Change in Weather over Many Days


Tibu to mmm’aane, what am I?”

The lanky old man still strong in body and mind shields his eyes from the piercing afternoon sun and asks, “Whatever do you mean, Biribo?”

“I’ve told you not to call me that. Use my real name, Phillip,” the youngster says with the assurance only a teenager could muster.

“Biribo is your given name,” says his grandfather. “The other is just an Anglicized version. Why would I not say Biribo?”

“No one calls me Biribo anymore.”

“I will try to remember, Biri, er, ‘Phi-LEAP.’ Now,” he continues, “what were you asking me?”

“I have this school assignment about family heritage. Mother said to ask you because I’m not sure about my story.”

“What puzzles you, grandson?”

“You say again and again we are a proud island people of sea, sky, land—marawa, karawa, tarawa—but I’m confused.”

“About what?” After a long silence, Biribo’s grandfather gently coaxes him to continue.

At only five feet tall, Biribo cranes his neck to meet his grandfather’s eyes. “You claim we are I-Kiribati, yet Kiribati no longer exists, except on old maps of the central Pacific Ocean. The Fijian kids at school taunt me, claiming Kiribati is just a myth like Atlantis.” Then he breaks eye contact, cowering.

His grandfather gently grasps Biribo by the shoulders, squaring his slight frame before setting him straight. “There is no shame. We have an honorable heritage. Kiribati was a true and real place. Our ancestors settled the coral islands three thousand years ago.” Biribo’s grandfather pauses, staring at his grandson with penetrating hazel eyes, his crow’s feet testifying to his many years smiling in the equatorial sun. “I was born on South Tarawa, the 15.5-square-kilometer capital island, as were all your elders. We lived simple lives with marawa, karawa, tarawa in balance. Until it was not…

“The ocean swallowed up the last of the thirty-three atolls in 2045, just after our family relocated here to Fiji.”

“But why Fiji?”

“I can understand your capital-city boarding school not teaching you of the lost land of Kiribati, but surely you learn in your social studies class about the Tain Botura,” he asks.

“Grandfather, what are you talking about?”

“I am referring to ‘The Time of Our Weariness,’ youngster, when nearly one hundred thousand of our people migrated across two thousand kilometers of ocean to settle here,” he says with growing exasperation.

Seemingly unmoved by the daunting migration his grandfather and so many others undertook, Biribo—in self-absorbed teenage fashion—blurts out, “Why come here instead of somewhere closer, like Australia or Hawaii?”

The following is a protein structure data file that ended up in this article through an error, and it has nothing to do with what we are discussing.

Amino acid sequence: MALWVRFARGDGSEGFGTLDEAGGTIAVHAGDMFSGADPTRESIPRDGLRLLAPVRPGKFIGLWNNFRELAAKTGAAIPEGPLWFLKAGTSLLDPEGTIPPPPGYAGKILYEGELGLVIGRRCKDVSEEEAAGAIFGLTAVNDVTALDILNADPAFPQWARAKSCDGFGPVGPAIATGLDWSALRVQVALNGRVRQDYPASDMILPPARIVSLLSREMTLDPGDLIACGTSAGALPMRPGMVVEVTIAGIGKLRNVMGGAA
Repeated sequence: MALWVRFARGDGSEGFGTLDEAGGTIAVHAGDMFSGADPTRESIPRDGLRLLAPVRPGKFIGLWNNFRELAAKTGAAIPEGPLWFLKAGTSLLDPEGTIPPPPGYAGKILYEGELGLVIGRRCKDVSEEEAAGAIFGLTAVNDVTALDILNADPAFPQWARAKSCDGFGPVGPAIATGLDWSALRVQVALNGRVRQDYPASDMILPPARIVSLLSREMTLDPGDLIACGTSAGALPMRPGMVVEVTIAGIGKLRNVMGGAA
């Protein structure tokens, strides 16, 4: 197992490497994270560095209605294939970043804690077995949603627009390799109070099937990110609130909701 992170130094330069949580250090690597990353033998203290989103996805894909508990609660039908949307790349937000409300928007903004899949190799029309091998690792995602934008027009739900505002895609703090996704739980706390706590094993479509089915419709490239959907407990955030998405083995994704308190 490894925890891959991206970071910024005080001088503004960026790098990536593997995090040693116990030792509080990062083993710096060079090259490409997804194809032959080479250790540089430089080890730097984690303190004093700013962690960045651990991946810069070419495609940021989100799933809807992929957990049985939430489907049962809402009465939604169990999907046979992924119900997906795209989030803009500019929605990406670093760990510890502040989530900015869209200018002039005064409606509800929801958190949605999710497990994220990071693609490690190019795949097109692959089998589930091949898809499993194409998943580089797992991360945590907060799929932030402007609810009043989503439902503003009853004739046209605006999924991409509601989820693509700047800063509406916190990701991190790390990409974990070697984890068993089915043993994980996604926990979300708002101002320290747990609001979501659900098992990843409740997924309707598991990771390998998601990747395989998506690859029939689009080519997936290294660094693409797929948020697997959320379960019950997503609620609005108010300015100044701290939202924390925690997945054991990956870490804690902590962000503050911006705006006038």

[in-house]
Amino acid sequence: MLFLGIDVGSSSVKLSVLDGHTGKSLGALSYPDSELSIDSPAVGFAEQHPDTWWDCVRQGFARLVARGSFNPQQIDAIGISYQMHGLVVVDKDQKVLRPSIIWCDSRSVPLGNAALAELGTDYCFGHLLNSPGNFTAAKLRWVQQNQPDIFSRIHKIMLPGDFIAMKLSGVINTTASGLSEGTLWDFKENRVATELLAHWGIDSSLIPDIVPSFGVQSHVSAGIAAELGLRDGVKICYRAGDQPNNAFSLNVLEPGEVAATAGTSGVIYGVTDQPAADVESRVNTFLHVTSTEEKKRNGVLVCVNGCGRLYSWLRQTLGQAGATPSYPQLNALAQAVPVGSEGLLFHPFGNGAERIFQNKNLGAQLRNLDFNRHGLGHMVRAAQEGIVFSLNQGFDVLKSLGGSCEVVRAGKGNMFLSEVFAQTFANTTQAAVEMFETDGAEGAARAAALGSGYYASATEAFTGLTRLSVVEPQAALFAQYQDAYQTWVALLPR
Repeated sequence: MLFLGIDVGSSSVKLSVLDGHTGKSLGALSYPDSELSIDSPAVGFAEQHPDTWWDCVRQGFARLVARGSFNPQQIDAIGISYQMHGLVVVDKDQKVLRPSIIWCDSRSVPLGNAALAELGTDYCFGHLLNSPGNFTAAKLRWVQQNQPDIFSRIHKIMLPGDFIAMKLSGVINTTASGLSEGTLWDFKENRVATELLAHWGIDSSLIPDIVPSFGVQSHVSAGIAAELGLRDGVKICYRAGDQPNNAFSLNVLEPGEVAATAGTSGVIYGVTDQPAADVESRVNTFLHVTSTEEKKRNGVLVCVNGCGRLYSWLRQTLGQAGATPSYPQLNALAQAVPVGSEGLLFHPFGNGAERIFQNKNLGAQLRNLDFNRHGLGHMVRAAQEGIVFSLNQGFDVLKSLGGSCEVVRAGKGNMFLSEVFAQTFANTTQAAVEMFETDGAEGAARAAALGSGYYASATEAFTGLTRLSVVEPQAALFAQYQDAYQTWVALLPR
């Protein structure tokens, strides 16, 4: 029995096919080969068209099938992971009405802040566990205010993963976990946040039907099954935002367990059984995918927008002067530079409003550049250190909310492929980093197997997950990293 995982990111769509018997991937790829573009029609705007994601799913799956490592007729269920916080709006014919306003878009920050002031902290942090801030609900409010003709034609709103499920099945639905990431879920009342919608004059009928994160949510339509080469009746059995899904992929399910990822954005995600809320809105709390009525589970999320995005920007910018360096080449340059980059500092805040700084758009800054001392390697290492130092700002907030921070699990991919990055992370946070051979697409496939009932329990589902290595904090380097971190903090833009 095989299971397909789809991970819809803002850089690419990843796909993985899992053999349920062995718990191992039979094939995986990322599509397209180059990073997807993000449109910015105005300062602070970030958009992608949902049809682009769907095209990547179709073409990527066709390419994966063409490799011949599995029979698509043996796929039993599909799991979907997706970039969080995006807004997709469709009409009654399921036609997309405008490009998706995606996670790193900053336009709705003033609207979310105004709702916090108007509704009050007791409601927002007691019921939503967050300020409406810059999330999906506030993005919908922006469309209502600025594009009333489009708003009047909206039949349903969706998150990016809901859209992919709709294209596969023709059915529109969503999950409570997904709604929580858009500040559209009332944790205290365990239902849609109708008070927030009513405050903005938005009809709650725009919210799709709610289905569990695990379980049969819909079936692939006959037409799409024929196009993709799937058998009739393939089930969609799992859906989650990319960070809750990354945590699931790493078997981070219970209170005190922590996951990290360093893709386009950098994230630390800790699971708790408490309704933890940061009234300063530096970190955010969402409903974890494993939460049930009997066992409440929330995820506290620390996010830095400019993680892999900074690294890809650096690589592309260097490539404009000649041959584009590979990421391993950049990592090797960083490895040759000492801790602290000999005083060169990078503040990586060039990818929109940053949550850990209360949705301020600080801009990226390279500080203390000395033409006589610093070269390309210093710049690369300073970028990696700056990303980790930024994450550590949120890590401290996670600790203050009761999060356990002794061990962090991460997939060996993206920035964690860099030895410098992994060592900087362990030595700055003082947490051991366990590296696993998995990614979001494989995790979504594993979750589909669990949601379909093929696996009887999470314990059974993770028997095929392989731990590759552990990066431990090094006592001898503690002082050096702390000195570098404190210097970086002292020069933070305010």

Biribo’s elder turns sideways from him, leaning back on his hands resting on his lower back, and gazes at the clouds rolling in from the south, his toe tapping to a beat only the old man can hear.

After more than two minutes of contemplation, his grandfather says, “Let me answer you by way of a history lesson from my own time. In May 2014, the Kiribati government, led by President Anote Tong, bought nearly twenty-one square kilometers of land on this Fijian island of Vanua Levu from the Church of England for nearly $9 million as a refuge for our people—”

“A refuge? Is it true what Mother says, that the rising sea levels obliterated Kiribati, and that’s why we are here?”

“Technically, your tina is correct about bibitakin kanoan boong bringing us to Fiji.”

“When what brought us here?”

“The change in weather over several days, what you refer to as climate change.”

“Yet Mother complains we are nothing but climate refugees in Fiji,” Biribo says with a whine of confusion.

“It is true we are a minority here, only about 10 percent of the population, without a say in how the government in Suva makes laws that affect us relocated I-Kiribati. But we retain many customs from our homeland.”

His grandfather pauses to appreciate all the Kiribati people’s vibrant cultural heritage. As he watches the setting sun, he considers the shared language, of which Biribo knows only a handful of formal phrases. Though immigrants, his people still honor the traditional kin groups starting with mwenga (the household), then utu (relatives), and finally kainga (a group of common property owners).  Botaki (celebrations) held in the maneaba (meetinghouse) featuring mwaie (the Frigate bird dance) and special foods such as giant clams, crayfish, and giant swamp taro make for memorable evenings.

Biribo interrupts his grandfather’s reverie. “And I was born in Fiji, right?”

“Yes, grandson, you were born here, on Vanua Levu. You already know that to be true. Why do you ask such a question?”

“Because. . .” At this moment, Phillip turns his back on his grandfather and the elders that went before. “Because I am not I-Kiribati. I was born in Fiji, so I am a Fijian.”